Do nonpatients underestimate the quality of life associated with chronic health conditions because of a focusing illusion?
(Clinical Trial;Journal Article)
A number of studies show that the general public often estimates that the quality of life (QOL) associated with various health conditions is worse than patients say it is. These studies raise the possibility that people overestimate the impact that unfamiliar health conditions will have on their quality of life. One possible reason people overestimate this is because they are susceptible to a focusing illusion--when asked to imagine themselves in unfamiliar circumstances, people overestimate the emotional impact of those features of their life that would change.
The authors surveyed members of the general public to test the hypothesis that their QOL ratings of hypothetical health conditions would be higher (indicating a better quality of life) after thinking about how the health condition would affect a broad range of life domains. Across 3 experiments, the authors varied the health conditions people were asked to consider (either paraplegia, below-the-knee amputation, or partial blindness), the life domains they were asked to consider, the response mode with which they evaluated how each health condition would affect each life domain, whether subjects rated the health condition before and after considering life domains or only after, and whether subjects rated their own current quality of life first.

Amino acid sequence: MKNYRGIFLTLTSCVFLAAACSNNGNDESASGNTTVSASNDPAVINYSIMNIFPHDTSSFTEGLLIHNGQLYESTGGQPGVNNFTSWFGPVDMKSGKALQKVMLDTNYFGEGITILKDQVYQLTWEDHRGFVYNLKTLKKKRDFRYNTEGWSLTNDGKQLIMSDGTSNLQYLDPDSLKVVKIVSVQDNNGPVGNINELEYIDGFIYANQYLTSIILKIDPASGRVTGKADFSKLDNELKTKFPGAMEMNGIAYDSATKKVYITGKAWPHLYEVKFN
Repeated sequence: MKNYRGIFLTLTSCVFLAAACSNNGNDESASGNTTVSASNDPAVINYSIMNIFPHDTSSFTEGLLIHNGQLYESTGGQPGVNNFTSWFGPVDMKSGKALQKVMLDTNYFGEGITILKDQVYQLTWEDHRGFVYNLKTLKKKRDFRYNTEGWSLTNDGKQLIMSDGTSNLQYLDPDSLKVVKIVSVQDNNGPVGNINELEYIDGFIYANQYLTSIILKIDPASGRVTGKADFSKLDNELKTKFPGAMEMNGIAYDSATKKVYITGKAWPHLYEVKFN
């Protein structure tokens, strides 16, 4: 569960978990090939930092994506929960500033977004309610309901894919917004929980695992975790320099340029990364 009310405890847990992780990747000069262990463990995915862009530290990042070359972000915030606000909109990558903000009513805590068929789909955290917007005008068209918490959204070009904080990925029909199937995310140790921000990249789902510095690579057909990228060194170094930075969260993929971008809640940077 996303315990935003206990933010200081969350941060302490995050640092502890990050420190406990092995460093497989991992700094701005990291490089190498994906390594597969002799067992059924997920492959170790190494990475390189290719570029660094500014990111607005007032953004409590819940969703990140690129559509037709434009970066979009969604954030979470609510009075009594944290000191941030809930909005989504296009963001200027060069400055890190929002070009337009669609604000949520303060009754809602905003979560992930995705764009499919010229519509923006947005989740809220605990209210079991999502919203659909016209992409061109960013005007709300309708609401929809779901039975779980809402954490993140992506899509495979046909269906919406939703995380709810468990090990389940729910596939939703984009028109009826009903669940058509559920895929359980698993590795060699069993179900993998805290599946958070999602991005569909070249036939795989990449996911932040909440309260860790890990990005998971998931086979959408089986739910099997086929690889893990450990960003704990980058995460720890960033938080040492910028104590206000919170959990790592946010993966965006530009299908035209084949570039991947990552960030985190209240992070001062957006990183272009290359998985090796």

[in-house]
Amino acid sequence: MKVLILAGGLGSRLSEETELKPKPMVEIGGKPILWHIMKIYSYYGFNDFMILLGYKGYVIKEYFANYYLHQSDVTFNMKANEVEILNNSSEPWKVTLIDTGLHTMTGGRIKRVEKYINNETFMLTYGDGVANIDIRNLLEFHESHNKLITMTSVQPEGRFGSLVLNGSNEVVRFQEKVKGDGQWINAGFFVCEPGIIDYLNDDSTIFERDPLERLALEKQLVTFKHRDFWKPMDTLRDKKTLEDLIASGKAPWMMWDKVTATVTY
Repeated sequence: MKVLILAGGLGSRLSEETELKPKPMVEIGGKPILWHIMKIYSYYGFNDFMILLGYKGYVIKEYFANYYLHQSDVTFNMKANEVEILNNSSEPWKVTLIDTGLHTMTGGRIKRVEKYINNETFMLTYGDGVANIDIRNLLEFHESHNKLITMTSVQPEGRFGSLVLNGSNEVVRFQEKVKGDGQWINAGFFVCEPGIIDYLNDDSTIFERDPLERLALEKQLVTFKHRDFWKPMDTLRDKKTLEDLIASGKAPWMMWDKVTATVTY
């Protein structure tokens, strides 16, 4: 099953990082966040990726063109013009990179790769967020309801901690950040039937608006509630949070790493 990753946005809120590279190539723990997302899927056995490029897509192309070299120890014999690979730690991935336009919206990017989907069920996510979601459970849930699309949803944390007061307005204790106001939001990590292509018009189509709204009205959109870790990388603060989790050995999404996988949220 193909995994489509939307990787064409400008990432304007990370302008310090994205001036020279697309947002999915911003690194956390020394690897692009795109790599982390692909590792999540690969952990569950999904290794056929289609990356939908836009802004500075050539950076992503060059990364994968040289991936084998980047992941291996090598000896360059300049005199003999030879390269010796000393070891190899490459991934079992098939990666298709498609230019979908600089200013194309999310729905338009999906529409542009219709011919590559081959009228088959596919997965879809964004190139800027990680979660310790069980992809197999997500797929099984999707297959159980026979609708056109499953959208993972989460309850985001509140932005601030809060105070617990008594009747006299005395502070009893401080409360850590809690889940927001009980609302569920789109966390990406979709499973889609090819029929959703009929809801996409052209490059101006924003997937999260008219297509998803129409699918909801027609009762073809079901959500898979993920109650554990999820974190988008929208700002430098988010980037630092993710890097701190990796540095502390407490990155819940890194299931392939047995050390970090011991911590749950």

Across 3 experiments, using 10 different questionnaire versions, only 1 instance was found in which subjects' ratings were significantly higher after thinking about the effect of the health condition on life domains than before, and the magnitude of this increase was small.
It could not be established that a focusing illusion contributes significantly to the discrepancy in QOL ratings of patients and nonpatients. Further research should explore other factors that could contribute to the discrepancy or other ways of testing for the influence of a focusing illusion.
Ubel, PA; Loewenstein, G; Hershey, J; Baron, J; Mohr, T; Asch, DA; Jepson, C
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